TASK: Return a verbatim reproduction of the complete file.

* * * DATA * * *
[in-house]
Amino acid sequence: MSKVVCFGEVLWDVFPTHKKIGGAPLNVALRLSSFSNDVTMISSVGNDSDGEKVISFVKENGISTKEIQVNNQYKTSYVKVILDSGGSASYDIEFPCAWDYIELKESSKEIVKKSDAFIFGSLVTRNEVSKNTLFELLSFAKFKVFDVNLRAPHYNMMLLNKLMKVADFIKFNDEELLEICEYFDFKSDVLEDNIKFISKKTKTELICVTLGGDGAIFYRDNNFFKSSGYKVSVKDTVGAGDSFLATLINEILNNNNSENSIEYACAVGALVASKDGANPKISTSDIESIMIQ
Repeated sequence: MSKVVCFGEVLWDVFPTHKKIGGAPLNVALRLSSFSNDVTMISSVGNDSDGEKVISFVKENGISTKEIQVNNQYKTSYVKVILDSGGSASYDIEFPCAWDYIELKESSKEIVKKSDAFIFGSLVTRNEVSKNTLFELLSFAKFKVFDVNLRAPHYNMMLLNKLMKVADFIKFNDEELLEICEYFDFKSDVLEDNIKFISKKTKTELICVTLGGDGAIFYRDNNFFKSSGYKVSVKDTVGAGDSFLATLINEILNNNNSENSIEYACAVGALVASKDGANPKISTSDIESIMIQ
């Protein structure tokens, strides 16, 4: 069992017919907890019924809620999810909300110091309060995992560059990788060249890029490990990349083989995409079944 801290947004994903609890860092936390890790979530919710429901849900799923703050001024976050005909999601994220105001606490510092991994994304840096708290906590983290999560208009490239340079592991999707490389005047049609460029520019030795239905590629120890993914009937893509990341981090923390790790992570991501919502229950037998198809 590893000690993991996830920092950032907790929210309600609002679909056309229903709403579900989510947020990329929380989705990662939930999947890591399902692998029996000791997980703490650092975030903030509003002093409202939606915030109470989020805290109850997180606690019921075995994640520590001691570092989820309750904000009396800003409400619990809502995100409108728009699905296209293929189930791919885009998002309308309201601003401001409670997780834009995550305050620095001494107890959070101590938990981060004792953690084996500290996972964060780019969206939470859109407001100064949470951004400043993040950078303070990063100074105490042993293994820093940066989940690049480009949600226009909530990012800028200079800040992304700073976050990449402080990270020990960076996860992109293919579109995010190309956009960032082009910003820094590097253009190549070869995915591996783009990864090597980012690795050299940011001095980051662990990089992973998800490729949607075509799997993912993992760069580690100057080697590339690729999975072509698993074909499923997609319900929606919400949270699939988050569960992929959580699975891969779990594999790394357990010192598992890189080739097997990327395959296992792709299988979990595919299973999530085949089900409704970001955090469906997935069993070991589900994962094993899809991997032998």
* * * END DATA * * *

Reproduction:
[in-house]
Amino acid sequence: MSKVVCFGEVLWDVFPTHKKIGGAPLNVALRLSSFSNDVTMISSVGNDSDGEKVISFVKENGISTKEIQVNNQYKTSYVKVILDSGGSASYDIEFPCAWDYIELKESSKEIVKKSDAFIFGSLVTRNEVSKNTLFELLSFAKFKVFDVNLRAPHYNMMLLNKLMKVADFIKFNDEELLEICEYFDFKSDVLEDNIKFISKKTKTELICVTLGGDGAIFYRDNNFFKSSGYKVSVKDTVGAGDSFLATLINEILNNNNSENSIEYACAVGALVASKDGANPKISTSDIESIMIQ
Repeated sequence: MSKVVCFGEVLWDVFPTHKKIGGAPLNVALRLSSFSNDVTMISSVGNDSDGEKVISFVKENGISTKEIQVNNQYKTSYVKVILDSGGSASYDIEFPCAWDYIELKESSKEIVKKSDAFIFGSLVTRNEVSKNTLFELLSFAKFKVFDVNLRAPHYNMMLLNKLMKVADFIKFNDEELLEICEYFDFKSDVLEDNIKFISKKTKTELICVTLGGDGAIFYRDNNFFKSSGYKVSVKDTVGAGDSFLATLINEILNNNNSENSIEYACAVGALVASKDGANPKISTSDIESIMIQ
């Protein structure tokens, strides 16, 4: 069992017919907890019924809620999810909300110091309060995992560059990788060249890029490990990349083989995409079944 801290947004994903609890860092936390890790979530919710429901849900799923703050001024976050005909999601994220105001606490510092991994994304840096708290906590983290999560208009490239340079592991999707490389005047049609460029520019030795239905590629120890993914009937893509990341981090923390790790992570991501919502229950037998198809 590893000690993991996830920092950032907790929210309600609002679909056309229903709403579900989510947020990329929380989705990662939930999947890591399902692998029996000791997980703490650092975030903030509003002093409202939606915030109470989020805290109850997180606690019921075995994640520590001691570092989820309750904000009396800003409400619990809502995100409108728009699905296209293929189930791919885009998002309308309201601003401001409670997780834009995550305050620095001494107890959070101590938990981060004792953690084996500290996972964060780019969206939470859109407001100064949470951004400043993040950078303070990063100074105490042993293994820093940066989940690049480009949600226009909530990012800028200079800040992304700073976050990449402080990270020990960076996860992109293919579109995010190309956009960032082009910003820094590097253009190549070869995915591996783009990864090597980012690795050299940011001095980051662990990089992973998800490729949607075509799997993912993992760069580690100057080697590339690729999975072509698993074909499923997609319900929606919400949270699939988050569960992929959580699975891969779990594999790394357990010192598992890189080739097997990327395959296992792709299988979990595919299973999530085949089900409704970001955090469906997935069993070991589900994962094993899809991997032998």